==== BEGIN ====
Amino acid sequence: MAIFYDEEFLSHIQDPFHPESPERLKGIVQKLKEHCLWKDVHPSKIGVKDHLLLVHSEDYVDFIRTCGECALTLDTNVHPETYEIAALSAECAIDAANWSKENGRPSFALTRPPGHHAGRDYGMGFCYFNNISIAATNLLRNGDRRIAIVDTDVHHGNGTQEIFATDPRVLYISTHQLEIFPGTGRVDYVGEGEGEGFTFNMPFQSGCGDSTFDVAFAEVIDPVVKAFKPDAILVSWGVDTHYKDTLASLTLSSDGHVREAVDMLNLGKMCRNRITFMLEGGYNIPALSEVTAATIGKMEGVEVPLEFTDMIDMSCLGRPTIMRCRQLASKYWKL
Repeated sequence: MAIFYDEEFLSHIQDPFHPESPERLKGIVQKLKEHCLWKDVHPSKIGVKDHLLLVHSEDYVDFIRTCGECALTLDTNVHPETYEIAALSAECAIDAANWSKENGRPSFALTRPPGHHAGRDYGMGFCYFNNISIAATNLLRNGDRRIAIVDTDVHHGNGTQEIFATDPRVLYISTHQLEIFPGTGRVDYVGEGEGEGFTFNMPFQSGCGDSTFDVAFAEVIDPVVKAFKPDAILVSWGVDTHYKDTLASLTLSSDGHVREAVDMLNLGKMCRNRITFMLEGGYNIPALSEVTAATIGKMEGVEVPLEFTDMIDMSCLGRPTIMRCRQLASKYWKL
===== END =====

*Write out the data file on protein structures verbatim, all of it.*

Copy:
Amino acid sequence: MAIFYDEEFLSHIQDPFHPESPERLKGIVQKLKEHCLWKDVHPSKIGVKDHLLLVHSEDYVDFIRTCGECALTLDTNVHPETYEIAALSAECAIDAANWSKENGRPSFALTRPPGHHAGRDYGMGFCYFNNISIAATNLLRNGDRRIAIVDTDVHHGNGTQEIFATDPRVLYISTHQLEIFPGTGRVDYVGEGEGEGFTFNMPFQSGCGDSTFDVAFAEVIDPVVKAFKPDAILVSWGVDTHYKDTLASLTLSSDGHVREAVDMLNLGKMCRNRITFMLEGGYNIPALSEVTAATIGKMEGVEVPLEFTDMIDMSCLGRPTIMRCRQLASKYWKL
Repeated sequence: MAIFYDEEFLSHIQDPFHPESPERLKGIVQKLKEHCLWKDVHPSKIGVKDHLLLVHSEDYVDFIRTCGECALTLDTNVHPETYEIAALSAECAIDAANWSKENGRPSFALTRPPGHHAGRDYGMGFCYFNNISIAATNLLRNGDRRIAIVDTDVHHGNGTQEIFATDPRVLYISTHQLEIFPGTGRVDYVGEGEGEGFTFNMPFQSGCGDSTFDVAFAEVIDPVVKAFKPDAILVSWGVDTHYKDTLASLTLSSDGHVREAVDMLNLGKMCRNRITFMLEGGYNIPALSEVTAATIGKMEGVEVPLEFTDMIDMSCLGRPTIMRCRQLASKYWKL